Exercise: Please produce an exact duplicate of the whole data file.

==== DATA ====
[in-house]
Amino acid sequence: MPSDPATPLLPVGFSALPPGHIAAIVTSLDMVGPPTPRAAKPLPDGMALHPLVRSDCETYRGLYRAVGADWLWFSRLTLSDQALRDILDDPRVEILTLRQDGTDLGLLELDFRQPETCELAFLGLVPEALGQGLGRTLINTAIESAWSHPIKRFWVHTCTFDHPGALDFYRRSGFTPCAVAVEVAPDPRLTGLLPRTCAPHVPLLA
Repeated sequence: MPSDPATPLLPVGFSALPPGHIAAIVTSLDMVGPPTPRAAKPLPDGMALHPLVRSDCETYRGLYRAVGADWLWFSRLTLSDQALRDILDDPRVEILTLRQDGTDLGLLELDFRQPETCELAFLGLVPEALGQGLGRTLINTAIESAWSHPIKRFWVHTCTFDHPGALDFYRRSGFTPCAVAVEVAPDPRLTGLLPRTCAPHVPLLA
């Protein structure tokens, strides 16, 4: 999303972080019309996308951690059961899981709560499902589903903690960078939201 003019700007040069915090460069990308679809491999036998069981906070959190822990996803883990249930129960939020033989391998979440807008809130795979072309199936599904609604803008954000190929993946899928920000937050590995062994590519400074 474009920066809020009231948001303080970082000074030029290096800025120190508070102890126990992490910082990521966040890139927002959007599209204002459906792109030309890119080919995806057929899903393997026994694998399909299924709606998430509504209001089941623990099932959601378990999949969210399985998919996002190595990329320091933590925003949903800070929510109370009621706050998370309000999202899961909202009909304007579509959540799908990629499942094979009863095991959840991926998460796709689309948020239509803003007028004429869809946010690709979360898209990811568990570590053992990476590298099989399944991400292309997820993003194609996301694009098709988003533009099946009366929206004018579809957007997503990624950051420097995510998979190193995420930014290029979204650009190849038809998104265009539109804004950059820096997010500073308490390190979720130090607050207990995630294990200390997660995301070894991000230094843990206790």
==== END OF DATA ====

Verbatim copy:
[in-house]
Amino acid sequence: MPSDPATPLLPVGFSALPPGHIAAIVTSLDMVGPPTPRAAKPLPDGMALHPLVRSDCETYRGLYRAVGADWLWFSRLTLSDQALRDILDDPRVEILTLRQDGTDLGLLELDFRQPETCELAFLGLVPEALGQGLGRTLINTAIESAWSHPIKRFWVHTCTFDHPGALDFYRRSGFTPCAVAVEVAPDPRLTGLLPRTCAPHVPLLA
Repeated sequence: MPSDPATPLLPVGFSALPPGHIAAIVTSLDMVGPPTPRAAKPLPDGMALHPLVRSDCETYRGLYRAVGADWLWFSRLTLSDQALRDILDDPRVEILTLRQDGTDLGLLELDFRQPETCELAFLGLVPEALGQGLGRTLINTAIESAWSHPIKRFWVHTCTFDHPGALDFYRRSGFTPCAVAVEVAPDPRLTGLLPRTCAPHVPLLA
């Protein structure tokens, strides 16, 4: 999303972080019309996308951690059961899981709560499902589903903690960078939201 003019700007040069915090460069990308679809491999036998069981906070959190822990996803883990249930129960939020033989391998979440807008809130795979072309199936599904609604803008954000190929993946899928920000937050590995062994590519400074 474009920066809020009231948001303080970082000074030029290096800025120190508070102890126990992490910082990521966040890139927002959007599209204002459906792109030309890119080919995806057929899903393997026994694998399909299924709606998430509504209001089941623990099932959601378990999949969210399985998919996002190595990329320091933590925003949903800070929510109370009621706050998370309000999202899961909202009909304007579509959540799908990629499942094979009863095991959840991926998460796709689309948020239509803003007028004429869809946010690709979360898209990811568990570590053992990476590298099989399944991400292309997820993003194609996301694009098709988003533009099946009366929206004018579809957007997503990624950051420097995510998979190193995420930014290029979204650009190849038809998104265009539109804004950059820096997010500073308490390190979720130090607050207990995630294990200390997660995301070894991000230094843990206790």